New England (read: Boston) Patriots @ Baltimore Ravens – 8:20 PM EST Sunday
Two teams that stormed through their Week 1 opponents with gusto turned and floundered in Week 2. The Ravens did play Philly, a quality opponent whose win was not shocking. The Patriots on the other hand, words can’t express how angry I am that they knocked me out of my survivor league. I’m going to be bitter for weeks. It’s bad enough to get knocked out, but having a team I hate be the one to do it on a 13.5 point favorite lock?! I guess this is payback for beating them in two Superbowls. How will these teams bounce back? If I we’re Josh McDaniels, I would watch film from the last years, see that Wes Welker is an amazing receiver, and start actually using him. The loss of Hernandez might give Welker more looks, but the Pats need to spread the field and do what they do best. The Ravens will be trying to grind through an improving Pats defense. Like Cutler, it’s unclear what Flacco you’re going to get in any given week. The Ravens offense goes as Ray Rice does. The human bowling ball needs to get going, and open up seams for Flacco to find his receivers. I like the Ravens at home with a better defense.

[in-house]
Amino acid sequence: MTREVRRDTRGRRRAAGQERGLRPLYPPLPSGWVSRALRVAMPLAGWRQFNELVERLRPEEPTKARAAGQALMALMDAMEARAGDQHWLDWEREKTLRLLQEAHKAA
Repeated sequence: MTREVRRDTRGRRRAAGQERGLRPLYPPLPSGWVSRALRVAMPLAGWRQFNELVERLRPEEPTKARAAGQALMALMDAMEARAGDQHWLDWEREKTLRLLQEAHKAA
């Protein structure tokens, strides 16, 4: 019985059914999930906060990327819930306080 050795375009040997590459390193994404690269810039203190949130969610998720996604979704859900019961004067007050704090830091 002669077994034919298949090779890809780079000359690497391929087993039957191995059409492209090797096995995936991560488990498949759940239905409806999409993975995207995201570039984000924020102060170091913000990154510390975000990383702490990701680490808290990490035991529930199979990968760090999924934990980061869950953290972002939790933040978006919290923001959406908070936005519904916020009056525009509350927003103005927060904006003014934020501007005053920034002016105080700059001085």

Green Bay Packers @ Seattle Seahawks – 8:30 EST Monday
This matchup is the opposite of the aforementioned. Both of these teams took Week 1 losses, and turned around in Week 2 to smack seemingly quality opponents. The Cowboys took one to the chin from Seattle, and the Packers ran through the childish Cutler Bears. Week 3 is the week when the good teams start to separate themselves from the pack. Rodgers hasn’t looked his normal self yet, but the much-improved defense has kept them in games. While Jermichael Finley’s agent has stirred up some questions about Rodger’s leadership (he should be fired by Finely for this, it’s comparably idiotic as posting “I hate my boss” lines on Facebook when you’re boss is a friend. It’s on that level.) I have no doubt in it. Packers have come to back him up about this, but it may be a small distraction. Playing in Seattle is also one of the tougher places in this league to compete. Home field advantage with a crowd like this plays big. This game may fall on the shoulders of an unsuspecting Russell Wilson. Is he ready to shine on the Monday Night Football stage and prove Bill Simmons (predicted a Seattle Superbowl win this year) competent?